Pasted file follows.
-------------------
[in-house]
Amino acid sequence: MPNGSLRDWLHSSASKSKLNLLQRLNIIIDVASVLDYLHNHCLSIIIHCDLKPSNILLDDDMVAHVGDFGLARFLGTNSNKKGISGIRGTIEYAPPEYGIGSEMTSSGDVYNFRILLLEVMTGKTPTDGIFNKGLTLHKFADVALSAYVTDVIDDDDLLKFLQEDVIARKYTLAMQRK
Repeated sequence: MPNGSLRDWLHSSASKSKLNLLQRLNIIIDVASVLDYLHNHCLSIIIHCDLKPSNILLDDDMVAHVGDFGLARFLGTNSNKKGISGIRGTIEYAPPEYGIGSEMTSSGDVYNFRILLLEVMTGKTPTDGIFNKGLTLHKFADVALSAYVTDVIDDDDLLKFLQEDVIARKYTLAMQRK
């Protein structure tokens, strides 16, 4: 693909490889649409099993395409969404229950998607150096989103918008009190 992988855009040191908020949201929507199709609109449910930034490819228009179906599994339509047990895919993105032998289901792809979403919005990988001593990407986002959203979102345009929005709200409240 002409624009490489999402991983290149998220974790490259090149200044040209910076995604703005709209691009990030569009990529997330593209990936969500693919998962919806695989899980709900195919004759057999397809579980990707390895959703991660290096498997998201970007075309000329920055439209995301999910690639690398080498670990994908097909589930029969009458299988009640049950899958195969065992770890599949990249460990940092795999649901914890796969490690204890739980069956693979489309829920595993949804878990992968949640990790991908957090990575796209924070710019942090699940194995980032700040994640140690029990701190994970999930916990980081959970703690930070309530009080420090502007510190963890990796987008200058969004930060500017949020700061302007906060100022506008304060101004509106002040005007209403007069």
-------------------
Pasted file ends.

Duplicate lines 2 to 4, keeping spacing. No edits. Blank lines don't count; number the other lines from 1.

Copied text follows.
Amino acid sequence: MPNGSLRDWLHSSASKSKLNLLQRLNIIIDVASVLDYLHNHCLSIIIHCDLKPSNILLDDDMVAHVGDFGLARFLGTNSNKKGISGIRGTIEYAPPEYGIGSEMTSSGDVYNFRILLLEVMTGKTPTDGIFNKGLTLHKFADVALSAYVTDVIDDDDLLKFLQEDVIARKYTLAMQRK
Repeated sequence: MPNGSLRDWLHSSASKSKLNLLQRLNIIIDVASVLDYLHNHCLSIIIHCDLKPSNILLDDDMVAHVGDFGLARFLGTNSNKKGISGIRGTIEYAPPEYGIGSEMTSSGDVYNFRILLLEVMTGKTPTDGIFNKGLTLHKFADVALSAYVTDVIDDDDLLKFLQEDVIARKYTLAMQRK
């Protein structure tokens, strides 16, 4: 693909490889649409099993395409969404229950998607150096989103918008009190 992988855009040191908020949201929507199709609109449910930034490819228009179906599994339509047990895919993105032998289901792809979403919005990988001593990407986002959203979102345009929005709200409240 002409624009490489999402991983290149998220974790490259090149200044040209910076995604703005709209691009990030569009990529997330593209990936969500693919998962919806695989899980709900195919004759057999397809579980990707390895959703991660290096498997998201970007075309000329920055439209995301999910690639690398080498670990994908097909589930029969009458299988009640049950899958195969065992770890599949990249460990940092795999649901914890796969490690204890739980069956693979489309829920595993949804878990992968949640990790991908957090990575796209924070710019942090699940194995980032700040994640140690029990701190994970999930916990980081959970703690930070309530009080420090502007510190963890990796987008200058969004930060500017949020700061302007906060100022506008304060101004509106002040005007209403007069």